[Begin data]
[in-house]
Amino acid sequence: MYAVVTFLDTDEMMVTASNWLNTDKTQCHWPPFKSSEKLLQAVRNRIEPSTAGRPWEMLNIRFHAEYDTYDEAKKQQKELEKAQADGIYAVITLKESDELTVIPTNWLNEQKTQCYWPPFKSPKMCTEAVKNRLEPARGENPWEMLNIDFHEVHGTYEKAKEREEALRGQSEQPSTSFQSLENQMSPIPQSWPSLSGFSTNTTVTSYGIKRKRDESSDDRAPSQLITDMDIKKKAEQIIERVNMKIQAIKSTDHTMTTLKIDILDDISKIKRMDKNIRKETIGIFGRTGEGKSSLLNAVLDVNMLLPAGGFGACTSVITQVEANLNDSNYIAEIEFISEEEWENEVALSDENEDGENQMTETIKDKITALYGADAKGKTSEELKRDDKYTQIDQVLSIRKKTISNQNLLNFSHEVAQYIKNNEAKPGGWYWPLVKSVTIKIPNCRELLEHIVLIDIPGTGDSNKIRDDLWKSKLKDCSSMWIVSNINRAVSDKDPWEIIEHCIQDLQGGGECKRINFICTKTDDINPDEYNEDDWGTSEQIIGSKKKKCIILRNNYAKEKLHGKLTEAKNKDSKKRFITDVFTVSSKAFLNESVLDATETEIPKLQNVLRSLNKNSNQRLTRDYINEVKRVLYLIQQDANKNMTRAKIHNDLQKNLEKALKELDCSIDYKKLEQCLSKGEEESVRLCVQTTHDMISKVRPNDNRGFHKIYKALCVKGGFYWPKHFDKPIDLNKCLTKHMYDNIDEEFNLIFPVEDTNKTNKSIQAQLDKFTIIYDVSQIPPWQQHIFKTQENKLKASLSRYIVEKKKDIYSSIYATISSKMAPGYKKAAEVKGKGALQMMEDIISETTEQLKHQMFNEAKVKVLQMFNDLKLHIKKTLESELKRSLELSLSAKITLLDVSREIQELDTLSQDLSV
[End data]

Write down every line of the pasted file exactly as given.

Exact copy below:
[in-house]
Amino acid sequence: MYAVVTFLDTDEMMVTASNWLNTDKTQCHWPPFKSSEKLLQAVRNRIEPSTAGRPWEMLNIRFHAEYDTYDEAKKQQKELEKAQADGIYAVITLKESDELTVIPTNWLNEQKTQCYWPPFKSPKMCTEAVKNRLEPARGENPWEMLNIDFHEVHGTYEKAKEREEALRGQSEQPSTSFQSLENQMSPIPQSWPSLSGFSTNTTVTSYGIKRKRDESSDDRAPSQLITDMDIKKKAEQIIERVNMKIQAIKSTDHTMTTLKIDILDDISKIKRMDKNIRKETIGIFGRTGEGKSSLLNAVLDVNMLLPAGGFGACTSVITQVEANLNDSNYIAEIEFISEEEWENEVALSDENEDGENQMTETIKDKITALYGADAKGKTSEELKRDDKYTQIDQVLSIRKKTISNQNLLNFSHEVAQYIKNNEAKPGGWYWPLVKSVTIKIPNCRELLEHIVLIDIPGTGDSNKIRDDLWKSKLKDCSSMWIVSNINRAVSDKDPWEIIEHCIQDLQGGGECKRINFICTKTDDINPDEYNEDDWGTSEQIIGSKKKKCIILRNNYAKEKLHGKLTEAKNKDSKKRFITDVFTVSSKAFLNESVLDATETEIPKLQNVLRSLNKNSNQRLTRDYINEVKRVLYLIQQDANKNMTRAKIHNDLQKNLEKALKELDCSIDYKKLEQCLSKGEEESVRLCVQTTHDMISKVRPNDNRGFHKIYKALCVKGGFYWPKHFDKPIDLNKCLTKHMYDNIDEEFNLIFPVEDTNKTNKSIQAQLDKFTIIYDVSQIPPWQQHIFKTQENKLKASLSRYIVEKKKDIYSSIYATISSKMAPGYKKAAEVKGKGALQMMEDIISETTEQLKHQMFNEAKVKVLQMFNDLKLHIKKTLESELKRSLELSLSAKITLLDVSREIQELDTLSQDLSV